The average cost of car finance can vary from person to person. It can be affected by things such as whether you have a deposit available or a part exchange, and what your credit score looks like. The length of time you want to borrow the money for will also affect how much your monthly repayments will be. Using our calculator will allow you to change the term and credit score banding so you can see how much you could borrow.

When applying for car finance, your payment will vary not just depending on the car's value and the repayment period, but also the Annual Percentage Rate or APR. The APR you'll pay is based on your personal circumstances and how you've handled credit in the past. You'll generally pay a lower APR - less interest - the better your credit score is. Those with bad credit scores will usually pay higher interest rates, although that doesn't mean they're excluded from car finance.

Useful information and guides

How to get car finance with bad credit

If you have a low credit score, you may still be able to get car finance with one of our lenders - find out more with our bad credit finance guide.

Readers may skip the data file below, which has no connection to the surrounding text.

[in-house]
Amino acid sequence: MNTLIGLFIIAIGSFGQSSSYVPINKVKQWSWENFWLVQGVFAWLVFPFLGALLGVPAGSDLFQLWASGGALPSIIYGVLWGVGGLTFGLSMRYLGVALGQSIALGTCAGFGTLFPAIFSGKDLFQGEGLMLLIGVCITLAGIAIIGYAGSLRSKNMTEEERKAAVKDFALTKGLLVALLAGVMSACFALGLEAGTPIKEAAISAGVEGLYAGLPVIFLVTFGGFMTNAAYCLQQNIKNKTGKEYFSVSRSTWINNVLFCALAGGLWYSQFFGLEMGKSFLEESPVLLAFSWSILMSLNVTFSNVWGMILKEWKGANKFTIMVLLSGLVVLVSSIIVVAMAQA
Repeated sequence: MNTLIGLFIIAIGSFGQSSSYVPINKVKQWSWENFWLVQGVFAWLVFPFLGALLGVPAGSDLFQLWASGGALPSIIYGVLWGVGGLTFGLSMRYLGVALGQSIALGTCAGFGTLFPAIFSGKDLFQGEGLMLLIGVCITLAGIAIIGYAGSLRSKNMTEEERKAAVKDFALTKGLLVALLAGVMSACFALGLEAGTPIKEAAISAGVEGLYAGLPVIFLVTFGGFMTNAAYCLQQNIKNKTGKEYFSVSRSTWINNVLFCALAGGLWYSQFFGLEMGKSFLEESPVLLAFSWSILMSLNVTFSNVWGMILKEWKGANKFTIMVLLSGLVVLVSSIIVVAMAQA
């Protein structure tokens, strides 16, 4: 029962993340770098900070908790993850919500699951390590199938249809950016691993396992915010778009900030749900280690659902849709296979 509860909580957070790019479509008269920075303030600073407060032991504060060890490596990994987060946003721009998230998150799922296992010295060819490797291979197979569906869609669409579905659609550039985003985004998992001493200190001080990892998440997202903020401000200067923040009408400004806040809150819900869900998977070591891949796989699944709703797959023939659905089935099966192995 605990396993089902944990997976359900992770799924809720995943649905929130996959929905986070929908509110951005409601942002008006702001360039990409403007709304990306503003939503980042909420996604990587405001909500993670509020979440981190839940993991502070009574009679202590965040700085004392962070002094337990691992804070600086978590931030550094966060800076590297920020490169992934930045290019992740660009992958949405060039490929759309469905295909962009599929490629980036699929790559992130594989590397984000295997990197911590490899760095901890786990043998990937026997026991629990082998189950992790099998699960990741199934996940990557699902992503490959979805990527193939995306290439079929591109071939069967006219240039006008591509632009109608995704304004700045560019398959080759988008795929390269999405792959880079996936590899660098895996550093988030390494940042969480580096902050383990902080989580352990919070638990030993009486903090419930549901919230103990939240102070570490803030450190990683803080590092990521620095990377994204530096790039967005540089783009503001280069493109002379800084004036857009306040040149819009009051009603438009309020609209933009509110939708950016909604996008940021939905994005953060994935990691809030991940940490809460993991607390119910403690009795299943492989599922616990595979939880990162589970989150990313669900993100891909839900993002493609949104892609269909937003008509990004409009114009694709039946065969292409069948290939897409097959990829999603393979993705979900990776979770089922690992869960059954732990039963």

Applying for finance on a used car

Car finance can make getting a second-hand car more affordable. Read our guide to find out how to apply for used car finance.

Considering the switch to electric?

If you're thinking of making the switch to electric, read our guide which explains the ins and outs of electric car finance.

How much will the car cost to run?

For many years, diesel was cheaper to buy than petrol and had greater fuel economy, leading it to be the fuel of choice for anyone driving high mileages (such as taxi drivers or sales reps). However, in more recent years, petrol has been cheaper to buy and fuel efficiency has much improved.
Diesel has also had somewhat of a bad press recently as it's not the most eco-friendly of fuels and there's talk of diesel cars being banned from many major cities in years to come.